Developing a high taxonomic resolution food web model to assess the functional role of forage fish in the California Current ecosystem

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Authors Laura E.Koehn, Tomothy E. Essington, Kristin N. Marshall, Issac C. Kaplan, William J. Sydeman, Amber I. Szoboszlai, Jule A. Thayer
Journal/Conference Name Food Webs
Paper Category , ,
Paper Abstract Understanding the role of forage fish in marine food webs is an important part of ecosystem-based fisheries management. Food web models are a common tool used to account for important characteristics of forage fish and their trophodynamics. One primary limitation of many existing food web models is that the taxonomic resolution of forage fish and their predators is overly simplified. Here, we developed a food web model with high taxonomic resolution of forage fish and their predators in the California Current to more comprehensively describe trophic linkages involving forage fish and examine the ecological role of forage fish in this system. We parameterized a mass-balanced food web model (Ecopath) with 92 living functional groups, and used this to quantify diet dependency on forage fish, determine the main predators of forage fish, identify the topological position of forage fish in the food web, and calculate an index that identifies forage species or species aggregations that have key ecological roles (Supportive Role to Fishery ecosystem, SURF). Throughout, we characterized parameter uncertainty using a Monte Carlo approach. Though diets revealed some predators had high diet dependencies on individual forage fish species, most predators consumed multiple forage fish and also had notable diet overlap with forage fish. Consequently, no single forage fish appeared to act as a vital nexus species that is characteristic of “wasp-waisted” food webs in other upwelling regions. Additionally, no single forage fish was identified as “key” by the SURF index, but if predators and fisheries view certain pairs of forage fish as functionally equivalent, some plausible pairs would be identified as key assemblages. Specifically, sardine & anchovy (Sardinops sagax & Engraulis mordax) and herring & anchovy (Clupea pallasii & E. mordax) are key when predator populations depend on the aggregate availability of these species. This food web model can be used to support generalized equilibrium trade-off analysis or dynamic modeling to identify specific predators that would be of conservation concern under conditions of future forage fish depletion.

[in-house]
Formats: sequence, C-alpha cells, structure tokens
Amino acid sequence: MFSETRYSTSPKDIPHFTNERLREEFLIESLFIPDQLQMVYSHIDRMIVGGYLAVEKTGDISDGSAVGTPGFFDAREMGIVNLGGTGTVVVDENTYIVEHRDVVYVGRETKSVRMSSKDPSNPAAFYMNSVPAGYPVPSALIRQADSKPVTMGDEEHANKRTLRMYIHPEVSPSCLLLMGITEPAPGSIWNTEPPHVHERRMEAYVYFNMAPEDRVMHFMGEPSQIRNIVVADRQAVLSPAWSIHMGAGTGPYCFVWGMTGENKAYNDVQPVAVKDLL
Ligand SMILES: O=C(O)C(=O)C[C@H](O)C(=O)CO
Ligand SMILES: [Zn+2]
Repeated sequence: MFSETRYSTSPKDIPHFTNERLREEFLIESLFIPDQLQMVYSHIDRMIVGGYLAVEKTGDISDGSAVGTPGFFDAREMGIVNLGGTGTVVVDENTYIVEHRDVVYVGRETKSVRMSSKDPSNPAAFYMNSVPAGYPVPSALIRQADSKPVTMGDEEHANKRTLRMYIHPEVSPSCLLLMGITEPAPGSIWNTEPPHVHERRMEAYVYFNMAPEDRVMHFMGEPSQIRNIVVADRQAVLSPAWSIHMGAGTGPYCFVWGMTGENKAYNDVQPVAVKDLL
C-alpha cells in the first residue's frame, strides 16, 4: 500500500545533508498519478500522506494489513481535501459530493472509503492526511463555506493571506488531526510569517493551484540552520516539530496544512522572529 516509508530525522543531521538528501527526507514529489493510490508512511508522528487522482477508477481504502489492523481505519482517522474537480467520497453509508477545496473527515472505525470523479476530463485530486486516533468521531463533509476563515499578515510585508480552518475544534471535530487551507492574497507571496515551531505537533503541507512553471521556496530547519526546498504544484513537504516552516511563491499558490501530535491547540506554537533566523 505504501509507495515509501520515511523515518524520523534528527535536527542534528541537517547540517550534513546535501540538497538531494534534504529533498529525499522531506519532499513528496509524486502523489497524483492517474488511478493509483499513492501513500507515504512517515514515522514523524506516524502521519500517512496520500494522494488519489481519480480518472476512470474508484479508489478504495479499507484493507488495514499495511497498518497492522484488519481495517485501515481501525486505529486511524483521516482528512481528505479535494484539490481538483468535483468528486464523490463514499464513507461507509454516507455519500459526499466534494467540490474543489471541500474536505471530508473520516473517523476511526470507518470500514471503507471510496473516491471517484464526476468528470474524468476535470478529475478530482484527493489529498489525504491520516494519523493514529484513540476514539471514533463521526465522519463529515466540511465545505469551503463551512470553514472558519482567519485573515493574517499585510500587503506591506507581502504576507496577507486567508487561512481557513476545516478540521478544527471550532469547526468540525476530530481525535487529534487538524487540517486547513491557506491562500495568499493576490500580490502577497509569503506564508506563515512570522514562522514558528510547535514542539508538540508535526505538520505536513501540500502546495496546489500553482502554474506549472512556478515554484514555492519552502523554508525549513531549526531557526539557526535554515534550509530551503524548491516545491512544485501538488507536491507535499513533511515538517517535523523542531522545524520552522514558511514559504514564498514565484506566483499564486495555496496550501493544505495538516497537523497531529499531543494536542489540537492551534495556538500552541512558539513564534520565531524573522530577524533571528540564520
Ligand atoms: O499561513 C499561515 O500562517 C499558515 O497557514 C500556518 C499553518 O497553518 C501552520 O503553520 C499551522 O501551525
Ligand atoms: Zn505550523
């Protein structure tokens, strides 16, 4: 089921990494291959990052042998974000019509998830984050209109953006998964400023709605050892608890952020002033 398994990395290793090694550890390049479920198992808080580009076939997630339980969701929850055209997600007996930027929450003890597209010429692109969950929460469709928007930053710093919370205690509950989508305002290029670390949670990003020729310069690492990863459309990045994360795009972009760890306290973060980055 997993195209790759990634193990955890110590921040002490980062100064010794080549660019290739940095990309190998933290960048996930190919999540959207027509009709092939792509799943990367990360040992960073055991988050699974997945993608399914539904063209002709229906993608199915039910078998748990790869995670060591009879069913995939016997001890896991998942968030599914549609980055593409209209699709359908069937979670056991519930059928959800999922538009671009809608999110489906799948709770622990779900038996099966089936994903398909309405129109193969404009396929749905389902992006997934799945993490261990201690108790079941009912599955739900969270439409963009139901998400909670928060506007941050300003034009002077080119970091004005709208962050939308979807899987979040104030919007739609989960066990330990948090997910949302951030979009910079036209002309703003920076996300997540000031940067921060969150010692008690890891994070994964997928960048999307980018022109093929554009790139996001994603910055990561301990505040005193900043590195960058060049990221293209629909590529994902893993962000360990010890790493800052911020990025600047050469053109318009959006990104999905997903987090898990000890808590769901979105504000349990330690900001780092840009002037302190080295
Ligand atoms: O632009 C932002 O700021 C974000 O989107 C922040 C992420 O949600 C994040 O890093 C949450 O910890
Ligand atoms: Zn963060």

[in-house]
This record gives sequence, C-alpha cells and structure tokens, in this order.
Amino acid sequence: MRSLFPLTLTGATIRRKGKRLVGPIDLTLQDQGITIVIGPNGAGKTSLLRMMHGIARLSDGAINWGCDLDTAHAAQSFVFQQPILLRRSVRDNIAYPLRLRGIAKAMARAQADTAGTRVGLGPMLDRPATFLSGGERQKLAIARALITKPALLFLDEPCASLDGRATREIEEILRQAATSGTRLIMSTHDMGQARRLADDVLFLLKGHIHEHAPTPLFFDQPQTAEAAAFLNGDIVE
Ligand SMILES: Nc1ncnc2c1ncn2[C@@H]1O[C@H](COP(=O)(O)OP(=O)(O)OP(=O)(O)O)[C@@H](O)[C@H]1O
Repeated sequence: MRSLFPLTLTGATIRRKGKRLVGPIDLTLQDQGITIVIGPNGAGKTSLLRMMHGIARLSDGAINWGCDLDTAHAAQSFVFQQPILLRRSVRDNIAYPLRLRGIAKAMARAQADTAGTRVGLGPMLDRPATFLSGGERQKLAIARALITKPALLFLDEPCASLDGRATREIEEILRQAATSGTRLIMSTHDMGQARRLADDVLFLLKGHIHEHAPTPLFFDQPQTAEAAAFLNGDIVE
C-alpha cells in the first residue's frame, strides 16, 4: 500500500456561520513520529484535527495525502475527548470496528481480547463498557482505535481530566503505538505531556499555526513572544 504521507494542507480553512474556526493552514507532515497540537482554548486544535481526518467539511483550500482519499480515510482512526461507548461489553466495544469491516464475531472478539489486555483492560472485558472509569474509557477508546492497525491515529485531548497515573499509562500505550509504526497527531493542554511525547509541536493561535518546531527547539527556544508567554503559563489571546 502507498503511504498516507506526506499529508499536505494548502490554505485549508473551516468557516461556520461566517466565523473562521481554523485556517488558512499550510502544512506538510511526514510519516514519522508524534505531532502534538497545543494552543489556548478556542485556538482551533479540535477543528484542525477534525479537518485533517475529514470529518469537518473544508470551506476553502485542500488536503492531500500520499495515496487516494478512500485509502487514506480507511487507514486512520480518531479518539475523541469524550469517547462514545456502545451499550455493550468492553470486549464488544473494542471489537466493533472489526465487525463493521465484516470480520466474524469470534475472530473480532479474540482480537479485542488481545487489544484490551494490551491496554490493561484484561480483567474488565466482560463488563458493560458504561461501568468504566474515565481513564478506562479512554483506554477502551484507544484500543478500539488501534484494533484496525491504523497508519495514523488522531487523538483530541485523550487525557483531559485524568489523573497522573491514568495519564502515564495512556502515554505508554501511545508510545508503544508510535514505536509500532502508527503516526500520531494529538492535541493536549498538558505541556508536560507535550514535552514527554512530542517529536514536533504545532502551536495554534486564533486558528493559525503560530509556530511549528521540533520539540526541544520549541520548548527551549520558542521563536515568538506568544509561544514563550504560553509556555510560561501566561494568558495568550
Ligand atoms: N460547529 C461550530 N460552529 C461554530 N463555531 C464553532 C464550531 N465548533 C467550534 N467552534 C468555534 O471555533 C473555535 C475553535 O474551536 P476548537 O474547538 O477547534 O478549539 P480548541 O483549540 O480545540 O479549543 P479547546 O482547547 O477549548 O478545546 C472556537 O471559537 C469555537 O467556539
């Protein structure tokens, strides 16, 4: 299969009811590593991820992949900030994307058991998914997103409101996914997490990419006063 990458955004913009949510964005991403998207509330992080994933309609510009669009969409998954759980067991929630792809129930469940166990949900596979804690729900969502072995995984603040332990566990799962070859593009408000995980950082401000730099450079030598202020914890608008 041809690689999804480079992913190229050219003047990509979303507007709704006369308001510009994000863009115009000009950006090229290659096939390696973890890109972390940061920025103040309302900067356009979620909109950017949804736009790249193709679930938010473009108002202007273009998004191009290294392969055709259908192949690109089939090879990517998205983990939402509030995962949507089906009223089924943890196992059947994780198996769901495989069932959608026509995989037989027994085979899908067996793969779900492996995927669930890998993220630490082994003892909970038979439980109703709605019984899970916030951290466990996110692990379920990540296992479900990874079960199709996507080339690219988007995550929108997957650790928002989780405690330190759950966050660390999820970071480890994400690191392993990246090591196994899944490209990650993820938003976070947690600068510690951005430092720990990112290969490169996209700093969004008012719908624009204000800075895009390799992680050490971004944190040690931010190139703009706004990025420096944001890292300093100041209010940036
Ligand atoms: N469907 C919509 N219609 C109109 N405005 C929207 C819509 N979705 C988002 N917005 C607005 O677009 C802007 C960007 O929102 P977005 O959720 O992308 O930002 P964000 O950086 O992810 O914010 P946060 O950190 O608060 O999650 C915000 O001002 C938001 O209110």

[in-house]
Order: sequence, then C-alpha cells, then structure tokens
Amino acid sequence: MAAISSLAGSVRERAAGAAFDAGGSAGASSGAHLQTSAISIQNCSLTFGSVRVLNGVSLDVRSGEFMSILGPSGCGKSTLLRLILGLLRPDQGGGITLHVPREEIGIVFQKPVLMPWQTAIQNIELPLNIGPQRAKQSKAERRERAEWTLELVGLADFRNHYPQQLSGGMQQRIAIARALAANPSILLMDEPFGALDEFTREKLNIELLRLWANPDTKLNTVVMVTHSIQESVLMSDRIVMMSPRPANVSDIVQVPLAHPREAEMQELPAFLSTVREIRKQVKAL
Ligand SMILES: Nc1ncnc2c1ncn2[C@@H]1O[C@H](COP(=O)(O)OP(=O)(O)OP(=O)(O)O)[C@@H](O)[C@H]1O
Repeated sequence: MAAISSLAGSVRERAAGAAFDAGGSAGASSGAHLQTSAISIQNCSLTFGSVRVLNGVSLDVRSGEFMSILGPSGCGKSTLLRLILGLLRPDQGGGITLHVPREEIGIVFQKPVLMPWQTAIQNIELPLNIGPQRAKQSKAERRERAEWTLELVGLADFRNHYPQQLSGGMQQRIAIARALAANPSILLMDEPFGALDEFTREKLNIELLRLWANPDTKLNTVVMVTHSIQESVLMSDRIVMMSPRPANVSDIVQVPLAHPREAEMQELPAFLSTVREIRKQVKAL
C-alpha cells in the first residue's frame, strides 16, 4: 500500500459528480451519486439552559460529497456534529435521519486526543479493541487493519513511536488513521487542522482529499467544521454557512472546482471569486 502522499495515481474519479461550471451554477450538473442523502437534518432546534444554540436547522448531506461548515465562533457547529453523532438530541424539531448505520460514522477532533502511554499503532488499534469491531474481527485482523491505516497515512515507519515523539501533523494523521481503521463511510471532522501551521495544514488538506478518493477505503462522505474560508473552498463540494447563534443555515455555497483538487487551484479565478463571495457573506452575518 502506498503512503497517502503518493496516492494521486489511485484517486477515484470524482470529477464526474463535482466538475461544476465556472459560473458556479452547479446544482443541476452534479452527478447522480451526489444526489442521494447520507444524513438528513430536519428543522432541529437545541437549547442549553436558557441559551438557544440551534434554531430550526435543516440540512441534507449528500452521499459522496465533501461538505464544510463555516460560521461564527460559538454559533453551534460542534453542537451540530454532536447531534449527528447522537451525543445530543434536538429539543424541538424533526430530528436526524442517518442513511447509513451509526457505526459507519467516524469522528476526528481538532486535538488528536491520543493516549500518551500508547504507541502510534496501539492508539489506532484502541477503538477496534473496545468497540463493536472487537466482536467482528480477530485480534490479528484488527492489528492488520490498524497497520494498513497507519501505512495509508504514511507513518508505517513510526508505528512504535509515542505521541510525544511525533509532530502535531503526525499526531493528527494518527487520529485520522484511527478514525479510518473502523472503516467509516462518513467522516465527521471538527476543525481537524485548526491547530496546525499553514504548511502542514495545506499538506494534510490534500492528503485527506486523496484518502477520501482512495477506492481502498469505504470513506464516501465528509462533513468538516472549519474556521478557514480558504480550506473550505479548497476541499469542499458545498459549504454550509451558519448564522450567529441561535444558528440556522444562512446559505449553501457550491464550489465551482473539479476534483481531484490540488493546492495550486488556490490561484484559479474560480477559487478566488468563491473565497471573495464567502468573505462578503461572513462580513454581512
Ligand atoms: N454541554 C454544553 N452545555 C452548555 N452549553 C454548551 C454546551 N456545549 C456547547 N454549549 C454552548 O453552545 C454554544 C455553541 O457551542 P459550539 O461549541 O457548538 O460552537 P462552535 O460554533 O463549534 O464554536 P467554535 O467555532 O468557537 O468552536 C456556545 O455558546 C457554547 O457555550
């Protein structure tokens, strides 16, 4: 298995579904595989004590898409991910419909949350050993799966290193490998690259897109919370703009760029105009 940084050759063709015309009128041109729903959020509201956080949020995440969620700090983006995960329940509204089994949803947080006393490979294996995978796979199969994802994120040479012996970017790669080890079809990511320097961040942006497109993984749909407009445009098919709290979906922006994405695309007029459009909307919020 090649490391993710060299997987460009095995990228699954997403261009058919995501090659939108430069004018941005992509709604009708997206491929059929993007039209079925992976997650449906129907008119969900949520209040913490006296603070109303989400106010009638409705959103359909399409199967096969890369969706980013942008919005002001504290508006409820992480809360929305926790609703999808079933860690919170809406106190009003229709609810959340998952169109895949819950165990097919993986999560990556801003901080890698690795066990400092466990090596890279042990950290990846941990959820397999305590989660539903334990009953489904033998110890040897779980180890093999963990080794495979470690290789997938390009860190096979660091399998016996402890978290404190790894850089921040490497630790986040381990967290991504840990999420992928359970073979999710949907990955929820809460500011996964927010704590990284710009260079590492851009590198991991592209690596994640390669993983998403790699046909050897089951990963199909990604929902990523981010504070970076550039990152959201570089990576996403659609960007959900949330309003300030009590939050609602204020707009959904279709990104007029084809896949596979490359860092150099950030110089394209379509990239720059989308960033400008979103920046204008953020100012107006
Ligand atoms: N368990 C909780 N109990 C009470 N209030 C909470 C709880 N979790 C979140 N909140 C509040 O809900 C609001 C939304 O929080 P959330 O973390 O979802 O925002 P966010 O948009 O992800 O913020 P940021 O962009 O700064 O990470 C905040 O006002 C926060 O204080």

Date of publication 2016
Code Programming Language R
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